Countering China’s tactic of separating domestic and oveseas pro-democracy movements
April 10, 2002


In the same way they dealt with all previous attempts at peaceful petition and peaceful resistance, the Chinese Communist authorities have once again charged that the four petitioners [Yao Fuxin, Pang Qingxiang, Xiao Yunliang and Wang Zhaoming] detained for representing the laid-off workers of Liaoyang were “colluding with overseas hostile elements” or “accepting support from overseas hostile forces.” The authorities used these charges not only to emphasize the seriousness of the offenses they were accused of—this is partly a pressure tactic devised to force them to confess—but also to weaken any empathy and support ordinary people may have towards the accused. These charges are also part of a strategy that aims at severing the ties between domestic advocates and overseas democracy supporters. To avoid being labeled, many advocates of democracy in China resort to “purification” in order to avoid being affiliated with any such entity. Their fear stems from a reluctance to give the Chinese Communist authorities additional excuses to persecute advocates more severely. Each time such an incident occurs, the overseas supporters also clam up, rendering all previous ideological, organizational and financial groundwork useless. Unfortunately, this has been one of the dominant tactics that has enabled the Chinese Communist authorities to kill three birds with one stone, and has been hard to counter.

The grim consequences of going against these prohibitions set by the Chinese Communist authorities have long plagued the minds and actions of overseas pro-democracy activists; it is akin to having their hands tied behind their backs. If this tactic of dividing domestic and overseas pro-democracy movements cannot be overcome, our efforts will amount to no more than just lobbying foreign governments.

Many overseas friends have been trying to figure out ways to break this pattern. Most democracy advocates believe that communication with people in China should be secretive or low profile, and that there should be more communication during quiet times and less so when activities are under way. They believe that publicly we should deny all connections. This way of dealing with the authorities, in my opinion, may be mistaken. In reality, our communication and collaboration with each other contains little that is secret. In particular, when concrete steps toward democratization are under way, how can we keep a low profile? When in action, we need to increase our communication, collaboration and support. If we stop our communication with each other during those times, we are stepping right into the trap.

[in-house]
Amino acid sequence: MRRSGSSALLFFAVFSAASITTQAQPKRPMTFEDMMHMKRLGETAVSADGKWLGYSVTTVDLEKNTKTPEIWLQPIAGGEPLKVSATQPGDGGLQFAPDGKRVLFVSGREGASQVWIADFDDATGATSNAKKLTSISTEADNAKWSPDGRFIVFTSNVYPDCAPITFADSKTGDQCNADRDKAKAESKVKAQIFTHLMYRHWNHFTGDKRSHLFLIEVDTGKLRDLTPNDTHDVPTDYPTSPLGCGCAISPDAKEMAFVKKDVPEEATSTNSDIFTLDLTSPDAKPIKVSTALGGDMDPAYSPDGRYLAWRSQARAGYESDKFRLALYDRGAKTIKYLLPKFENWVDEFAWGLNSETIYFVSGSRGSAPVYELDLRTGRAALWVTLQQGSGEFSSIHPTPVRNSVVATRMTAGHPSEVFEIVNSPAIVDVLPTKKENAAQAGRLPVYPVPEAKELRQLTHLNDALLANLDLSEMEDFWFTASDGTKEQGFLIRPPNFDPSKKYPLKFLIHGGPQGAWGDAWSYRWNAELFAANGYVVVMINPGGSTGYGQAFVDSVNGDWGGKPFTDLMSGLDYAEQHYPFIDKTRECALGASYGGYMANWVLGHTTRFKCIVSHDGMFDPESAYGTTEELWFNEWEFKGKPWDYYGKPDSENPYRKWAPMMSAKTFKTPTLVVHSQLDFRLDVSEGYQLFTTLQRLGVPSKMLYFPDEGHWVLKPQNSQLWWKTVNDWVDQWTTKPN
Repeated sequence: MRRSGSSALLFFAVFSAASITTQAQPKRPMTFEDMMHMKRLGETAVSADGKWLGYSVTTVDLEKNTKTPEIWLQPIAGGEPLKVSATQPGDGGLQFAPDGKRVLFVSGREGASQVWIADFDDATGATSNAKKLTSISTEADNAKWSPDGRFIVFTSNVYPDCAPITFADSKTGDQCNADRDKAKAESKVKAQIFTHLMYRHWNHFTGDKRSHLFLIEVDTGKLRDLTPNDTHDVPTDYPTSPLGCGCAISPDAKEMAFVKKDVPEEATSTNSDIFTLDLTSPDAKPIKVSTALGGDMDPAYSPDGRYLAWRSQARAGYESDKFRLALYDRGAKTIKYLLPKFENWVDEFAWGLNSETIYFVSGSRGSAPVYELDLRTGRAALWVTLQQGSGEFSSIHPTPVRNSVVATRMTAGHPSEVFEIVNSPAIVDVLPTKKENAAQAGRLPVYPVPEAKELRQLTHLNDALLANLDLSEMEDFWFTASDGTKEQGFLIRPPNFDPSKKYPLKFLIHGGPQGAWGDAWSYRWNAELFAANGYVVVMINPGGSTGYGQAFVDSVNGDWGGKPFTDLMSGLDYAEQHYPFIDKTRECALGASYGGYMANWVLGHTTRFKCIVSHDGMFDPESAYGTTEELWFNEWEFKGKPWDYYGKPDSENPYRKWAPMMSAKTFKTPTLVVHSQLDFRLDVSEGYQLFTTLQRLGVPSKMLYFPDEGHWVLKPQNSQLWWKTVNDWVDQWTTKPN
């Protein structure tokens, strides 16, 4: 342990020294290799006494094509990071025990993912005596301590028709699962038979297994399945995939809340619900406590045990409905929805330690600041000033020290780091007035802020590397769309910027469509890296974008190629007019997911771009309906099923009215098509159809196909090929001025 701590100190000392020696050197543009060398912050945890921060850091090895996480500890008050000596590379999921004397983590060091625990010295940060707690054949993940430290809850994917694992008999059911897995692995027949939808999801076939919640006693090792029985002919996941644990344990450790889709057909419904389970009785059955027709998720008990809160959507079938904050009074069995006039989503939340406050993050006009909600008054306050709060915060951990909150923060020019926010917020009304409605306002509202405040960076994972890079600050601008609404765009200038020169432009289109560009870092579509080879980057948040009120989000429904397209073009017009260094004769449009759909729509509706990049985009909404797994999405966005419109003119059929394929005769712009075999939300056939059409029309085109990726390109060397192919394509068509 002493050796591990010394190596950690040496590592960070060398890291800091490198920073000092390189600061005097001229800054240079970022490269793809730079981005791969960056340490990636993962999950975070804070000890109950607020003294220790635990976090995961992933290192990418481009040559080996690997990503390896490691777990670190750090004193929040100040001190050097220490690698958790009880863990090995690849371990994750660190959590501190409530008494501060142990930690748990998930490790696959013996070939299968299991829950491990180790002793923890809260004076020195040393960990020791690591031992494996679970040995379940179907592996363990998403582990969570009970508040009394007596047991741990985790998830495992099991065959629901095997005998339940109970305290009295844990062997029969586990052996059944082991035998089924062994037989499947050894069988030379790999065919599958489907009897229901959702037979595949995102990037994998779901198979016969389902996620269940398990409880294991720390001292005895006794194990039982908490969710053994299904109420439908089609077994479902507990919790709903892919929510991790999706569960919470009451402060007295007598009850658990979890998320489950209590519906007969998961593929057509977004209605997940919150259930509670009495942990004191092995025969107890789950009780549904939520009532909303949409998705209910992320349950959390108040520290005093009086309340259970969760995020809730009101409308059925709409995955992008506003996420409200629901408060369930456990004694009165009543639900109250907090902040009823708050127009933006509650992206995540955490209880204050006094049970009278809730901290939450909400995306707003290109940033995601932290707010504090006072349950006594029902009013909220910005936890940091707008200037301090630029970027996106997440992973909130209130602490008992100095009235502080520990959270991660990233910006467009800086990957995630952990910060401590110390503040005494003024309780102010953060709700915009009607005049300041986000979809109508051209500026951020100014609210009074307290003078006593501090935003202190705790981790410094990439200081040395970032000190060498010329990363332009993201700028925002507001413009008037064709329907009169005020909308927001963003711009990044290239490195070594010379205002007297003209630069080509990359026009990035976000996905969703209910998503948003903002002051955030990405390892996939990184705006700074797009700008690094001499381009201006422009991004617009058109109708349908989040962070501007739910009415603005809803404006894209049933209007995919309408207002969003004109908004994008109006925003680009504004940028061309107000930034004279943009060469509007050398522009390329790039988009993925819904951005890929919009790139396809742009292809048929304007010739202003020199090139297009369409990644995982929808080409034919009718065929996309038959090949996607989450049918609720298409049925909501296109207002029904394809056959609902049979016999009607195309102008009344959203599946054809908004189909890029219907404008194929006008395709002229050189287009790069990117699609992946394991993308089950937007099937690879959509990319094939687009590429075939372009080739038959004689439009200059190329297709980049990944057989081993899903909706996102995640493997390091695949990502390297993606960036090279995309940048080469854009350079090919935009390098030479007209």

The habitual mode of thinking should be abandoned. The best way to avoid this withdrawal is to communicate more openly and loudly with our colleagues in China. The more open the communication, the less justifiable the accusation of conspiracy. With increased frequency and broader communication, the less possible it is for the authorities to single anyone out; the grander the scale, the greater the impact; the more specific and above-board the content of communication, the harder it is for the authorities to prove that there has been any harm to state security, when our actions clearly show that we are petitioning for the people. In this way, the Communist authorities will have a harder time making charges of "conspiracy with overseas hostile forces" stick.

To be even more effective, overseas pro-democracy activists should parallel these activities with actual attempts to enter China. Claiming that it is a crime to communicate with "overseas hostile elements" implies that overseas elements are the most guilty party. This also implies it would be less of a crime to return home and become "domestic hostile elements" that are ready to stand in place of the original "domestic hostile elements" and take the punishment.

The current situation can be changed only by open-minded thinking and commitment. The overseas pro-democracy movements cannot wait any longer.